Do I Always Have To Negotiate?

This week’s blog post appears on Executive Street Blog. Please click this link to view it.

Every now and then, I have a conversation with one of the leaders I work with who is frustrated with a lack of compliance and accountability in their company. The leader will say something like this: “I told them exactly what I wanted. I explained the reason we needed to do it that way and I am still not seeing the results I want. What is the problem?”

When I point out that perhaps they need to allow folks to weigh in so that they can buy in, I frequently hear a sigh and expressions of more frustration. “Well, that’s just a waste of time,” they might say. Or, “Sometimes I am open to feedback. But sometimes there is a reason I want it done a certain way. I don’t want to waste time in meetings trying to convince everyone to just do it.”

At the other end of the spectrum is the leader who constantly strives for consensus. What I hear from this leader goes something like this: “When I want to implement a change, I ask everyone to weigh in. Then, if there is disagreement, we all meet and discuss it until we agree. If we don’t agree, we don’t do it.”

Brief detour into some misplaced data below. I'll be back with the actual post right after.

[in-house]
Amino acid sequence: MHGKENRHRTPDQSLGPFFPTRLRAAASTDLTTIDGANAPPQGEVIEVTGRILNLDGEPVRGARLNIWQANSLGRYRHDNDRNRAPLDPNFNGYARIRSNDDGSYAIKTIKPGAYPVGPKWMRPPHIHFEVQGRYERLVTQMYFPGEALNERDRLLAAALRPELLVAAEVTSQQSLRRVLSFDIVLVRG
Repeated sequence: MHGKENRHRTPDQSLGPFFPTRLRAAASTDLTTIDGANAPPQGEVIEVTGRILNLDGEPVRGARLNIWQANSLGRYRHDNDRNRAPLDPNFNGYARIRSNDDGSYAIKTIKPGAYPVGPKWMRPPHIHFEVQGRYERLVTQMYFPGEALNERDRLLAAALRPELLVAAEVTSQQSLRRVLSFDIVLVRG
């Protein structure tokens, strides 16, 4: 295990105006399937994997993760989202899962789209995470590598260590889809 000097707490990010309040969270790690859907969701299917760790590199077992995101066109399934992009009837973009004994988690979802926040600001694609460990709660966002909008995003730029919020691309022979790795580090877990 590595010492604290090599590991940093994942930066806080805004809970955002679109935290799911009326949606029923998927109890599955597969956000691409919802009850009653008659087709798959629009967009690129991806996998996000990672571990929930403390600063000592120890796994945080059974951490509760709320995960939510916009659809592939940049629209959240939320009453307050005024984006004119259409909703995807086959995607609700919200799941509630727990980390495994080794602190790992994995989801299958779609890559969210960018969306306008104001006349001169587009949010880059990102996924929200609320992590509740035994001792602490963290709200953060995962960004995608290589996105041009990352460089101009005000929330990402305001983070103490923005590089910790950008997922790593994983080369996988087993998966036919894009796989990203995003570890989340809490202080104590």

While there is certainly a place for each of these approaches, there is also a third option: negotiate. The leader who chooses to negotiate begins by understanding where “they” are coming from and what is important to “them,” so that they can turn the discussion into a “we.”

While all three approaches lead to a “yes,” the meaning of that yes can fall anywhere within the following five levels of agreement: